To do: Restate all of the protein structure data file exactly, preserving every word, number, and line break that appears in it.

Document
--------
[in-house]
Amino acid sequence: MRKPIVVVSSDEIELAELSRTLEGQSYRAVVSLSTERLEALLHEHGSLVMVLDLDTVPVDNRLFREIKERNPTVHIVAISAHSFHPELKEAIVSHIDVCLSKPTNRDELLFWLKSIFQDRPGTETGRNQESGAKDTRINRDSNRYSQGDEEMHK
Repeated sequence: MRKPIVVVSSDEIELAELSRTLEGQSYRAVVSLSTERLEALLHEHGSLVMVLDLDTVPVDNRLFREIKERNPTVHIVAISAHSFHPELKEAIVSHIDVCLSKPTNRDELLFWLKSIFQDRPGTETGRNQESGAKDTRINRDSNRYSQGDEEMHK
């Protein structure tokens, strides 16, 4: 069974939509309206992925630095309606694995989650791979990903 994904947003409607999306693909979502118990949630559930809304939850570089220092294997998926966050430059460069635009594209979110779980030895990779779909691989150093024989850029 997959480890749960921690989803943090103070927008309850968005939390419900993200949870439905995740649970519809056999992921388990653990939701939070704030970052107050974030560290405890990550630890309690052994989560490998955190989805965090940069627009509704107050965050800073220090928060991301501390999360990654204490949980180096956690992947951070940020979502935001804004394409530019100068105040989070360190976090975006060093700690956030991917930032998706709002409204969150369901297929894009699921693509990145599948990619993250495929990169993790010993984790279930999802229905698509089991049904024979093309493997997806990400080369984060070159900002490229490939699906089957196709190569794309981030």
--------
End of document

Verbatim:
[in-house]
Amino acid sequence: MRKPIVVVSSDEIELAELSRTLEGQSYRAVVSLSTERLEALLHEHGSLVMVLDLDTVPVDNRLFREIKERNPTVHIVAISAHSFHPELKEAIVSHIDVCLSKPTNRDELLFWLKSIFQDRPGTETGRNQESGAKDTRINRDSNRYSQGDEEMHK
Repeated sequence: MRKPIVVVSSDEIELAELSRTLEGQSYRAVVSLSTERLEALLHEHGSLVMVLDLDTVPVDNRLFREIKERNPTVHIVAISAHSFHPELKEAIVSHIDVCLSKPTNRDELLFWLKSIFQDRPGTETGRNQESGAKDTRINRDSNRYSQGDEEMHK
């Protein structure tokens, strides 16, 4: 069974939509309206992925630095309606694995989650791979990903 994904947003409607999306693909979502118990949630559930809304939850570089220092294997998926966050430059460069635009594209979110779980030895990779779909691989150093024989850029 997959480890749960921690989803943090103070927008309850968005939390419900993200949870439905995740649970519809056999992921388990653990939701939070704030970052107050974030560290405890990550630890309690052994989560490998955190989805965090940069627009509704107050965050800073220090928060991301501390999360990654204490949980180096956690992947951070940020979502935001804004394409530019100068105040989070360190976090975006060093700690956030991917930032998706709002409204969150369901297929894009699921693509990145599948990619993250495929990169993790010993984790279930999802229905698509089991049904024979093309493997997806990400080369984060070159900002490229490939699906089957196709190569794309981030």